China is the welcome air service for a decline in international tourists from the "Western" countries which include Europe, Britain and the United States, and who have stopped travelling in the harsh economic climate.
"China and to some degree Australia are the only markets that have been showing some significant growth, China in particular," Hawkey says.
"The challenge with Australia is that you are very much into the repeat visitor market, so a lot of Australians have been here . . . over half now are repeat visitors."
Hawkey says it has been a tough year with the number of international visitors to New Zealand down in the year until October.
In the South Island international bed night numbers were down by 8.5 per cent in the 12 months to October 2012 compared with the same period to October 2011. In the North Island the decline was less severe at 4.7 per cent in the same comparative period, though there was probably a Rugby World Cup impact.
However, some international tourists who did choose the Mainland stayed longer. For example, Chinese arrivals into Christchurch notched up 9.8 days for an average length of stay in the south, much more than the six-day average stay for visitors to the North Island.
However, the Chinese still favour the North Island cities of Auckland and Rotorua by number, Boult says. "[But] many of the Chinese visitors coming to Auckland, for example, get off the plane and kind of, ‘where's the mountains and lakes?'."
South is in the process of appointing a China-based "dedicated trade manager" who will be able to talk to and work with travel wholesalers in that country on behalf of RTOs, Boult adds.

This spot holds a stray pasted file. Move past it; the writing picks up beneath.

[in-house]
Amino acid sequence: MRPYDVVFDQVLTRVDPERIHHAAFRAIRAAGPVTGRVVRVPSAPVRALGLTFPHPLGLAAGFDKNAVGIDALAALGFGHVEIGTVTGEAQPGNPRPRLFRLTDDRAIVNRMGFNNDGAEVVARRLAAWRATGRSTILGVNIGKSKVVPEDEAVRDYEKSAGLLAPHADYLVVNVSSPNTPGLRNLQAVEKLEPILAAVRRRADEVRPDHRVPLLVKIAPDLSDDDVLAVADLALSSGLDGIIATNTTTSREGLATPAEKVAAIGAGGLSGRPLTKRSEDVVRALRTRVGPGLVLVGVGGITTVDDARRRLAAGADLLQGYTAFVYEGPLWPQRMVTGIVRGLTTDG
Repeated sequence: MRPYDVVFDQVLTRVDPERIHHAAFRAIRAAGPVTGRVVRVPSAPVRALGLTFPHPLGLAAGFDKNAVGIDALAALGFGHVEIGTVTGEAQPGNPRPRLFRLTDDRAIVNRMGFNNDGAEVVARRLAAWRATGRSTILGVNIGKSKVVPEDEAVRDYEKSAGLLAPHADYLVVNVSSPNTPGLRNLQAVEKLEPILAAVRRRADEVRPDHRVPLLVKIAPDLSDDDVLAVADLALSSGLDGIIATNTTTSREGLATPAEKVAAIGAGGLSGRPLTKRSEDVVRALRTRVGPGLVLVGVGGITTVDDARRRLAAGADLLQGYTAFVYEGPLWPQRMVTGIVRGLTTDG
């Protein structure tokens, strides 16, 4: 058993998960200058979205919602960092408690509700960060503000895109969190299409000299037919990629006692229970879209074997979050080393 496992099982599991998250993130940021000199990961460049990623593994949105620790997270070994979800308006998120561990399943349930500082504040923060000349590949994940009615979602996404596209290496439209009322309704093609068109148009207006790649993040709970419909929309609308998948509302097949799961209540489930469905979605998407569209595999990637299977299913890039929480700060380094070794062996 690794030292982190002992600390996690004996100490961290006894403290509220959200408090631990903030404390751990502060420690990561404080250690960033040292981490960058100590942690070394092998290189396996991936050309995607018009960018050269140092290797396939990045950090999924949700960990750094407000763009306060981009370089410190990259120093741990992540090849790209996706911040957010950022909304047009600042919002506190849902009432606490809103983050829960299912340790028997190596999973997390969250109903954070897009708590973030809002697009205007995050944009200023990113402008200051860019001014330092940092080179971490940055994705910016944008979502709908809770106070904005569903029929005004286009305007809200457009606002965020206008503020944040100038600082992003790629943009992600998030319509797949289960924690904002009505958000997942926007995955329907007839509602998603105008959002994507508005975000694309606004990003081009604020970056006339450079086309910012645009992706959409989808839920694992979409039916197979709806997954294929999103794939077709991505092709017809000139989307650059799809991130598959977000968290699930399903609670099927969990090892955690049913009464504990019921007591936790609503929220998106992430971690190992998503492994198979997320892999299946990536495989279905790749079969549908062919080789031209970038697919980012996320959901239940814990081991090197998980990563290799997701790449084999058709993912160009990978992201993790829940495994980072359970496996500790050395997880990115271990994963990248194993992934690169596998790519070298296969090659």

Hawkey a month and a half ago visited the cities of Hong Kong, Guangzhou, Beijing, Hangzhou and Shanghai to talk to 360 travel agents and wholesalers, to help kick-start South.
"We don't have the budget, nor should we get involved in large consumer campaigns. That's Tourism New Zealand's role but our role is pretty much focused on the trade outside Australia. . . . the RTOs sent us a pretty clear message: ‘We need your help in the longer-haul market and the ones where language is a barrier'."
Some of the South Island's bigger tourism operators/owners including Ngai Tahu Tourism, Real Journeys, Skyline Enterprises, and John Davies who has a stake in the Hermitage at Mt Cook have indicated their support for the idea.
Hawkey is urging the RTOs and operators to offer a Chinese-language option on their websites. South marketing booklets for wholesalers highlighting the Mainland's tourism options had been produced in Chinese with Korean and Japanese language versions at "the printers".